On November 30, 1954 Hodges was sick at home on Odens Mill Road in Sylacauga's Oak Grove community. She was sleeping on the living room sofa, bundled in quilts, while her husband, Eugene, worked with his utility crew near Alabaster. That afternoon a large meteorite streaked through the East Alabama sky, triggering aerial explosions as it broke apart. An 8½ pound fragment of the meteorite, approximately the size of a softball, crashed through Hodges' roof, glanced off a console radio and struck her in the left hand and hip, leaving a large bruise.
Ann's mother, Ida Franklin, was sewing in the next room and rushed to the front to find her daughter dazed and bruised, staring up through a hole in the ceiling as dust continued to settle. Ann summoned the police and word of the odd incident quickly spread through the community, attracting curiosity-seekers. The police summoned doctor Moody Jacobs to examine Hodges, and USGS geologist George Swindel, studying a nearby quarry, to assay the alien rock, which he was able to identify as a meteorite with some certainty. The press of onlookers and reporters clamoring for interviews overwhelmed Mrs Hodges, and Jacobs admitted her to the hospital to recuperate.
The "Hodges meteorite" was first confiscated by Sylacauga Police Chief W. D. Ashcraft, who, with Mayor Ed Howard, turned it over to U. S. Air Force personnel who came to the scene to investigate the possibility of an aviation crash or UFO. They took the rock to Wright-Patterson Air Force Base in Ohio for analysis, confirming that it was a meteorite. It was then delivered to the Pentagon, but public pressure and the intervention of Congressman Kenneth Roberts and the Hodges' attorney, Huel Love, eventually brought the rock back into the Hodges' possession. That December Ann brought it to New York City for an appearance on Gary Moore's nationally-televised "I've Got A Secret" game show, winning $80.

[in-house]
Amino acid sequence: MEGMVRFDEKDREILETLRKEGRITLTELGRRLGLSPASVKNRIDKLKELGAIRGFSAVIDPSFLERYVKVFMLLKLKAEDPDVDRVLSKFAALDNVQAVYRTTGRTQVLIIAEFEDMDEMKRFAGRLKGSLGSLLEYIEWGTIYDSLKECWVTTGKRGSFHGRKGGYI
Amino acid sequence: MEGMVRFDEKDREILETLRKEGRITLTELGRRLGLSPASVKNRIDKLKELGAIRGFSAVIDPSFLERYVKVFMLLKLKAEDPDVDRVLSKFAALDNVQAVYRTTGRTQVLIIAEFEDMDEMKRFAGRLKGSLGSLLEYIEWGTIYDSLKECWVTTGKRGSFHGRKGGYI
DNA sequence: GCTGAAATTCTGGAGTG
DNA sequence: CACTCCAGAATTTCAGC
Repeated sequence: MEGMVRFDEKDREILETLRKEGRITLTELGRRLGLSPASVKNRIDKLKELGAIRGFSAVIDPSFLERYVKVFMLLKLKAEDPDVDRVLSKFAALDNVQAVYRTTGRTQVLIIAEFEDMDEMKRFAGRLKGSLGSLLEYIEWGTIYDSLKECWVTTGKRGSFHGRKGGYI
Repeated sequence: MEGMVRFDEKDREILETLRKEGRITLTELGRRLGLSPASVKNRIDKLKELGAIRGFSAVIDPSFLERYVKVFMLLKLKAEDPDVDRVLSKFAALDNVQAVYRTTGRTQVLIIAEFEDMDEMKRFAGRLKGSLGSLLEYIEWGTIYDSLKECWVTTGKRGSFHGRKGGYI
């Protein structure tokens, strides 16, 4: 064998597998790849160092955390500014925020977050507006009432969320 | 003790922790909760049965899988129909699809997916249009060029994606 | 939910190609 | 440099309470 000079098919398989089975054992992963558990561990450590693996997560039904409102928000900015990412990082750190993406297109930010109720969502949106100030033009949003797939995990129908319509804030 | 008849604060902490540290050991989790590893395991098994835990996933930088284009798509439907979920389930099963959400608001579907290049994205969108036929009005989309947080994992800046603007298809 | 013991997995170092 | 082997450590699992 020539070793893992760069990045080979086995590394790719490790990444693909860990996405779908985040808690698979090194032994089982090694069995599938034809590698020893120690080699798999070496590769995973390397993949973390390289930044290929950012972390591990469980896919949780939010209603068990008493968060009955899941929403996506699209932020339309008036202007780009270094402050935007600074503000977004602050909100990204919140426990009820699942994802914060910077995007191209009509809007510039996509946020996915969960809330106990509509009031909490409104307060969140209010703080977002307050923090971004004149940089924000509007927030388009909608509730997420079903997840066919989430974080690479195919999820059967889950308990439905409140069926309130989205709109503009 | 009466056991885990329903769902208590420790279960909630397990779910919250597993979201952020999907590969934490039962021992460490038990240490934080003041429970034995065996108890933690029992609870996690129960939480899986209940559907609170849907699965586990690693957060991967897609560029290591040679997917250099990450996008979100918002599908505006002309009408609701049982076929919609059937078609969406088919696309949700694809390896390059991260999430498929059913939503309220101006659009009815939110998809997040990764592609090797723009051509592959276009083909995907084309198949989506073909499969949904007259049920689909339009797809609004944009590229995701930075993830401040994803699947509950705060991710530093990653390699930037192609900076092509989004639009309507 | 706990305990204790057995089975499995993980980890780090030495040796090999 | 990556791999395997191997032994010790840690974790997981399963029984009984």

Meanwhile, the Hodges' landlady, Birdie Guy, filed a claim for ownership of the meteorite, hoping to make money from it to help pay for repairs to her damaged house. She agreed to sign away her claim for a sum of $500. The Hodgeses rejected a nominal purchase offer from the Smithsonian Institution, but were not able to attract enough paying gawkers to make money from their famous meteorite. They donated it to the Alabama Museum of Natural History in 1956 and it remains there on the campus of the University of Alabama in Tuscaloosa.
Hodges suffered a nervous breakdown and separated from Eugene in 1964. She died of kidney failure in 1972 at a Sylacauga nursing home and was buried at Charity Baptist Church Cemetery in Hazel Green in Madison County.
- On August 14, 1992 a young boy in was struck by a 3.6 gram meteorite fragment in Mbale, Uganda.
- Ellington, M. J. (November 30, 2006) "A star fell on Sylacauga." Decatur Daily
- "A Big Bruiser from the Sky." (December 13, 1954) Life magazine
- Hall, John C. (2010) "The Day the Meteorite Fell in Sylacauga" Alabama Museum of Natural History
- Nobel, Justin (February 20, 2013) "The True Story of History's Only Known Meteorite Victim." National Geographic Daily News
- BK (October 26, 2009). "Ann Elizabeth Hodges." Find a Grave. Accessed February 22, 2013.